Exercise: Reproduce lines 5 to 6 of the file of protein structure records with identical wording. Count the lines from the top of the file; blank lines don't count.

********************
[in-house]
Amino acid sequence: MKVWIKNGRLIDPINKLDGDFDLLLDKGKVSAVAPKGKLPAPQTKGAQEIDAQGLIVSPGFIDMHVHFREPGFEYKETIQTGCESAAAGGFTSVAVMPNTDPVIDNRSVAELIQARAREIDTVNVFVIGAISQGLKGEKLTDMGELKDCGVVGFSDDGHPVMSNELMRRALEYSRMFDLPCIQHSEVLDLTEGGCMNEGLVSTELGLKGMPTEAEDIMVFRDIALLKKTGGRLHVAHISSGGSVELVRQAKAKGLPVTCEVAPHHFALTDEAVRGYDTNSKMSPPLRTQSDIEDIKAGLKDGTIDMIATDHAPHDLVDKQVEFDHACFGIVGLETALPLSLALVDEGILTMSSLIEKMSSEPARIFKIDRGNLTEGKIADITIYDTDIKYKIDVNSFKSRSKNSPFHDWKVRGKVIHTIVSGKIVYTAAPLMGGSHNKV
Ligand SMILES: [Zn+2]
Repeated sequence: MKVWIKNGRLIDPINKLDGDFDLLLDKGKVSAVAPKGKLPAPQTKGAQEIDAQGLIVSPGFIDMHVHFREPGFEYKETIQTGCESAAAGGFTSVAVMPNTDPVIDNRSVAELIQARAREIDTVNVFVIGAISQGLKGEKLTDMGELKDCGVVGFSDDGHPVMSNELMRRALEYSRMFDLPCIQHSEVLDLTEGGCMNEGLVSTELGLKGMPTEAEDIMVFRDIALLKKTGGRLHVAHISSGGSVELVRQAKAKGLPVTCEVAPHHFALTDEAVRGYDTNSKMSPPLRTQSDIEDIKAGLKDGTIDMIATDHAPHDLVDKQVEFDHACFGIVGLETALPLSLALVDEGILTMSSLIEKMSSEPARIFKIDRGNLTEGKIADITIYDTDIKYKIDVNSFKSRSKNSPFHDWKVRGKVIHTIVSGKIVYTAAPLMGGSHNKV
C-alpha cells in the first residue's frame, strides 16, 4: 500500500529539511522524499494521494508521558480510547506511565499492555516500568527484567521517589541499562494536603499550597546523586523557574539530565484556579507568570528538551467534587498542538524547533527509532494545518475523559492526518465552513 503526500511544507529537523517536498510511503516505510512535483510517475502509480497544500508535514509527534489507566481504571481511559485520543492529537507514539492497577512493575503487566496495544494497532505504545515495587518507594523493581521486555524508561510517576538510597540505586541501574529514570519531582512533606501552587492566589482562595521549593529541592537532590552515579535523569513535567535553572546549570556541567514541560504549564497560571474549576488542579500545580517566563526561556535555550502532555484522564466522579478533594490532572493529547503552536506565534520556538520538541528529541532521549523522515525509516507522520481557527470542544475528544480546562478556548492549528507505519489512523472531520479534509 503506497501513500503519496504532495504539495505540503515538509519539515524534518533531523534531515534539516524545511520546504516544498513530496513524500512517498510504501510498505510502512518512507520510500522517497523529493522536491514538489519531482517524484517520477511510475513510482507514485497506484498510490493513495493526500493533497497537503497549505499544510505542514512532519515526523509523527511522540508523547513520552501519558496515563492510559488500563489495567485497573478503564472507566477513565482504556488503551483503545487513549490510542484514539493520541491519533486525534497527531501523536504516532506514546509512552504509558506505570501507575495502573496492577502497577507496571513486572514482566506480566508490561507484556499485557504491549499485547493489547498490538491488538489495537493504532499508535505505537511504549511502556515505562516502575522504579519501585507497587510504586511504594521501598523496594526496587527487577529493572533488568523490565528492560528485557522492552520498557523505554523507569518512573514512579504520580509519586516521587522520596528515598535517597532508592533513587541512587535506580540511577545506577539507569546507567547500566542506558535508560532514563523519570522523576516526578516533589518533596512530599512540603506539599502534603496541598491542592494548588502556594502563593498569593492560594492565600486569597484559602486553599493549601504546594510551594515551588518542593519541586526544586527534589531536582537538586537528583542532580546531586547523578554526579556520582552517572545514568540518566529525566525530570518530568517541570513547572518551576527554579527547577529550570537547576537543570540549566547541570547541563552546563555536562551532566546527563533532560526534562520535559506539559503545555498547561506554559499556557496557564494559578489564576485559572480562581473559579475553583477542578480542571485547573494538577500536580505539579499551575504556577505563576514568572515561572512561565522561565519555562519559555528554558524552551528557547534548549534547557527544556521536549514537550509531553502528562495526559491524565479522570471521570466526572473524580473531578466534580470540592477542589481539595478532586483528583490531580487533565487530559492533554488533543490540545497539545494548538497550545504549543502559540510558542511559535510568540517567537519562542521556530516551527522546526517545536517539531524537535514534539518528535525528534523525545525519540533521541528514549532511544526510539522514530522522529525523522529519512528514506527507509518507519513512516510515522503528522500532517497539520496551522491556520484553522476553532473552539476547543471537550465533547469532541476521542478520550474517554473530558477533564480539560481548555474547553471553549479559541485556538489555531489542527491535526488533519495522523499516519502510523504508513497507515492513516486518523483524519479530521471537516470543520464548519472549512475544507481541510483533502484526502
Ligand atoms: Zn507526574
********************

C-alpha cells in the first residue's frame, strides 16, 4: 500500500529539511522524499494521494508521558480510547506511565499492555516500568527484567521517589541499562494536603499550597546523586523557574539530565484556579507568570528538551467534587498542538524547533527509532494545518475523559492526518465552513 503526500511544507529537523517536498510511503516505510512535483510517475502509480497544500508535514509527534489507566481504571481511559485520543492529537507514539492497577512493575503487566496495544494497532505504545515495587518507594523493581521486555524508561510517576538510597540505586541501574529514570519531582512533606501552587492566589482562595521549593529541592537532590552515579535523569513535567535553572546549570556541567514541560504549564497560571474549576488542579500545580517566563526561556535555550502532555484522564466522579478533594490532572493529547503552536506565534520556538520538541528529541532521549523522515525509516507522520481557527470542544475528544480546562478556548492549528507505519489512523472531520479534509 503506497501513500503519496504532495504539495505540503515538509519539515524534518533531523534531515534539516524545511520546504516544498513530496513524500512517498510504501510498505510502512518512507520510500522517497523529493522536491514538489519531482517524484517520477511510475513510482507514485497506484498510490493513495493526500493533497497537503497549505499544510505542514512532519515526523509523527511522540508523547513520552501519558496515563492510559488500563489495567485497573478503564472507566477513565482504556488503551483503545487513549490510542484514539493520541491519533486525534497527531501523536504516532506514546509512552504509558506505570501507575495502573496492577502497577507496571513486572514482566506480566508490561507484556499485557504491549499485547493489547498490538491488538489495537493504532499508535505505537511504549511502556515505562516502575522504579519501585507497587510504586511504594521501598523496594526496587527487577529493572533488568523490565528492560528485557522492552520498557523505554523507569518512573514512579504520580509519586516521587522520596528515598535517597532508592533513587541512587535506580540511577545506577539507569546507567547500566542506558535508560532514563523519570522523576516526578516533589518533596512530599512540603506539599502534603496541598491542592494548588502556594502563593498569593492560594492565600486569597484559602486553599493549601504546594510551594515551588518542593519541586526544586527534589531536582537538586537528583542532580546531586547523578554526579556520582552517572545514568540518566529525566525530570518530568517541570513547572518551576527554579527547577529550570537547576537543570540549566547541570547541563552546563555536562551532566546527563533532560526534562520535559506539559503545555498547561506554559499556557496557564494559578489564576485559572480562581473559579475553583477542578480542571485547573494538577500536580505539579499551575504556577505563576514568572515561572512561565522561565519555562519559555528554558524552551528557547534548549534547557527544556521536549514537550509531553502528562495526559491524565479522570471521570466526572473524580473531578466534580470540592477542589481539595478532586483528583490531580487533565487530559492533554488533543490540545497539545494548538497550545504549543502559540510558542511559535510568540517567537519562542521556530516551527522546526517545536517539531524537535514534539518528535525528534523525545525519540533521541528514549532511544526510539522514530522522529525523522529519512528514506527507509518507519513512516510515522503528522500532517497539520496551522491556520484553522476553532473552539476547543471537550465533547469532541476521542478520550474517554473530558477533564480539560481548555474547553471553549479559541485556538489555531489542527491535526488533519495522523499516519502510523504508513497507515492513516486518523483524519479530521471537516470543520464548519472549512475544507481541510483533502484526502
Ligand atoms: Zn507526574